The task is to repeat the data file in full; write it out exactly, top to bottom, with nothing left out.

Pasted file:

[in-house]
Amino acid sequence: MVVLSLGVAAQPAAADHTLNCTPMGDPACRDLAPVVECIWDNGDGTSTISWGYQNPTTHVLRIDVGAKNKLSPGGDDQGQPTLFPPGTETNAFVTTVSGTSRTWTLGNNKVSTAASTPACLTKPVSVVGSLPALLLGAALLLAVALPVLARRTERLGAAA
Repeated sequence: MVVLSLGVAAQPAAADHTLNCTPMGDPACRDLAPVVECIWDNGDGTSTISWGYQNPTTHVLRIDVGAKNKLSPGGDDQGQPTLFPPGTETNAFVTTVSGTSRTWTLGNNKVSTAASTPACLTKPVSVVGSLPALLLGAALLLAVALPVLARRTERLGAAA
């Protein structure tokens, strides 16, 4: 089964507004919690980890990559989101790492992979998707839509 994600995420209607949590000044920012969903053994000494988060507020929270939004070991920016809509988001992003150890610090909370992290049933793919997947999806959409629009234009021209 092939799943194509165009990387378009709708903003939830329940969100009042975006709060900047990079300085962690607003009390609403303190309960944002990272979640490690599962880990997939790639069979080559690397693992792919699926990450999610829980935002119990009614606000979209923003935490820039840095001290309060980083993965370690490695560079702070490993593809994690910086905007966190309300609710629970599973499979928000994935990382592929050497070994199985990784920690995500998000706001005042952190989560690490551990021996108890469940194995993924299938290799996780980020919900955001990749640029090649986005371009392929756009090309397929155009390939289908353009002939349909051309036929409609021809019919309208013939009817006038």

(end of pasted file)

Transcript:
[in-house]
Amino acid sequence: MVVLSLGVAAQPAAADHTLNCTPMGDPACRDLAPVVECIWDNGDGTSTISWGYQNPTTHVLRIDVGAKNKLSPGGDDQGQPTLFPPGTETNAFVTTVSGTSRTWTLGNNKVSTAASTPACLTKPVSVVGSLPALLLGAALLLAVALPVLARRTERLGAAA
Repeated sequence: MVVLSLGVAAQPAAADHTLNCTPMGDPACRDLAPVVECIWDNGDGTSTISWGYQNPTTHVLRIDVGAKNKLSPGGDDQGQPTLFPPGTETNAFVTTVSGTSRTWTLGNNKVSTAASTPACLTKPVSVVGSLPALLLGAALLLAVALPVLARRTERLGAAA
């Protein structure tokens, strides 16, 4: 089964507004919690980890990559989101790492992979998707839509 994600995420209607949590000044920012969903053994000494988060507020929270939004070991920016809509988001992003150890610090909370992290049933793919997947999806959409629009234009021209 092939799943194509165009990387378009709708903003939830329940969100009042975006709060900047990079300085962690607003009390609403303190309960944002990272979640490690599962880990997939790639069979080559690397693992792919699926990450999610829980935002119990009614606000979209923003935490820039840095001290309060980083993965370690490695560079702070490993593809994690910086905007966190309300609710629970599973499979928000994935990382592929050497070994199985990784920690995500998000706001005042952190989560690490551990021996108890469940194995993924299938290799996780980020919900955001990749640029090649986005371009392929756009090309397929155009390939289908353009002939349909051309036929409609021809019919309208013939009817006038």